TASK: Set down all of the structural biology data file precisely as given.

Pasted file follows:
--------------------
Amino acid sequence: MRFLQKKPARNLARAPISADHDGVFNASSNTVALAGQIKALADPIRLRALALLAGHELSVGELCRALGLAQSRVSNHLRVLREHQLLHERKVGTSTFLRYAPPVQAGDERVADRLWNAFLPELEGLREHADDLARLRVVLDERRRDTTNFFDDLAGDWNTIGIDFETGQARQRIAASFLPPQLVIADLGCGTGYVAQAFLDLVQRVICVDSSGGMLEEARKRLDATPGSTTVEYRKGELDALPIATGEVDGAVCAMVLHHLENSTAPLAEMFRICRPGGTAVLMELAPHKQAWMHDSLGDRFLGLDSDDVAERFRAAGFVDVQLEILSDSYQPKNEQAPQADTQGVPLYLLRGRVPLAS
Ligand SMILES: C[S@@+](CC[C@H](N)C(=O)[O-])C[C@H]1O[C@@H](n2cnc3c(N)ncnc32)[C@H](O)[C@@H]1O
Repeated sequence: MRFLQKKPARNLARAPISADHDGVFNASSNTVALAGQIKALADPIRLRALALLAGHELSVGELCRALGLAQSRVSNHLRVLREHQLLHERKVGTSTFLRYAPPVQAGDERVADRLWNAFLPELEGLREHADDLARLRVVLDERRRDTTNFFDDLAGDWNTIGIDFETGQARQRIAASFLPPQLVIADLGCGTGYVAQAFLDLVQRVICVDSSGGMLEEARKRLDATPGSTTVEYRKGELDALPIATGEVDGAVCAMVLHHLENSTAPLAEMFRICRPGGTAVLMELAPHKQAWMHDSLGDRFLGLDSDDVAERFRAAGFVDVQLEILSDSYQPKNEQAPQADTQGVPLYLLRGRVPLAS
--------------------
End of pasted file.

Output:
Amino acid sequence: MRFLQKKPARNLARAPISADHDGVFNASSNTVALAGQIKALADPIRLRALALLAGHELSVGELCRALGLAQSRVSNHLRVLREHQLLHERKVGTSTFLRYAPPVQAGDERVADRLWNAFLPELEGLREHADDLARLRVVLDERRRDTTNFFDDLAGDWNTIGIDFETGQARQRIAASFLPPQLVIADLGCGTGYVAQAFLDLVQRVICVDSSGGMLEEARKRLDATPGSTTVEYRKGELDALPIATGEVDGAVCAMVLHHLENSTAPLAEMFRICRPGGTAVLMELAPHKQAWMHDSLGDRFLGLDSDDVAERFRAAGFVDVQLEILSDSYQPKNEQAPQADTQGVPLYLLRGRVPLAS
Ligand SMILES: C[S@@+](CC[C@H](N)C(=O)[O-])C[C@H]1O[C@@H](n2cnc3c(N)ncnc32)[C@H](O)[C@@H]1O
Repeated sequence: MRFLQKKPARNLARAPISADHDGVFNASSNTVALAGQIKALADPIRLRALALLAGHELSVGELCRALGLAQSRVSNHLRVLREHQLLHERKVGTSTFLRYAPPVQAGDERVADRLWNAFLPELEGLREHADDLARLRVVLDERRRDTTNFFDDLAGDWNTIGIDFETGQARQRIAASFLPPQLVIADLGCGTGYVAQAFLDLVQRVICVDSSGGMLEEARKRLDATPGSTTVEYRKGELDALPIATGEVDGAVCAMVLHHLENSTAPLAEMFRICRPGGTAVLMELAPHKQAWMHDSLGDRFLGLDSDDVAERFRAAGFVDVQLEILSDSYQPKNEQAPQADTQGVPLYLLRGRVPLAS